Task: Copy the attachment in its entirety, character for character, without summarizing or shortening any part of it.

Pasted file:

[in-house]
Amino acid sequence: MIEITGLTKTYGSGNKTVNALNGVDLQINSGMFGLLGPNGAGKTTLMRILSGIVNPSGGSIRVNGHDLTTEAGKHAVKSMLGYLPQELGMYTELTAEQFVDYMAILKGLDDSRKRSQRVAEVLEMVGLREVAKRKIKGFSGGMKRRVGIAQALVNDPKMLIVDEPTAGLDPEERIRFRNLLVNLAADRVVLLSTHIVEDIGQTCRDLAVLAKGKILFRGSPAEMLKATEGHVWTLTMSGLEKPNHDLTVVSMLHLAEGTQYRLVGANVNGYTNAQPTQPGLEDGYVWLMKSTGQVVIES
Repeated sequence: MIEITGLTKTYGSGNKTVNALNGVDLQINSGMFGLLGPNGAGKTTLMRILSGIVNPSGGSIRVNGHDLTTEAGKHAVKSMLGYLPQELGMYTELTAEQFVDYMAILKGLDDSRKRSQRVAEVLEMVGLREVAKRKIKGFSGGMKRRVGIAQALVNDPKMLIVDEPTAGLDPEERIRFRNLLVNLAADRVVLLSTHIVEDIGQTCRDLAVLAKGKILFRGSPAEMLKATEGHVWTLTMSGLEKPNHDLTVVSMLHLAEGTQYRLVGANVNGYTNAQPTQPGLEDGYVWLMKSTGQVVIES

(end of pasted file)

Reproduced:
[in-house]
Amino acid sequence: MIEITGLTKTYGSGNKTVNALNGVDLQINSGMFGLLGPNGAGKTTLMRILSGIVNPSGGSIRVNGHDLTTEAGKHAVKSMLGYLPQELGMYTELTAEQFVDYMAILKGLDDSRKRSQRVAEVLEMVGLREVAKRKIKGFSGGMKRRVGIAQALVNDPKMLIVDEPTAGLDPEERIRFRNLLVNLAADRVVLLSTHIVEDIGQTCRDLAVLAKGKILFRGSPAEMLKATEGHVWTLTMSGLEKPNHDLTVVSMLHLAEGTQYRLVGANVNGYTNAQPTQPGLEDGYVWLMKSTGQVVIES
Repeated sequence: MIEITGLTKTYGSGNKTVNALNGVDLQINSGMFGLLGPNGAGKTTLMRILSGIVNPSGGSIRVNGHDLTTEAGKHAVKSMLGYLPQELGMYTELTAEQFVDYMAILKGLDDSRKRSQRVAEVLEMVGLREVAKRKIKGFSGGMKRRVGIAQALVNDPKMLIVDEPTAGLDPEERIRFRNLLVNLAADRVVLLSTHIVEDIGQTCRDLAVLAKGKILFRGSPAEMLKATEGHVWTLTMSGLEKPNHDLTVVSMLHLAEGTQYRLVGANVNGYTNAQPTQPGLEDGYVWLMKSTGQVVIES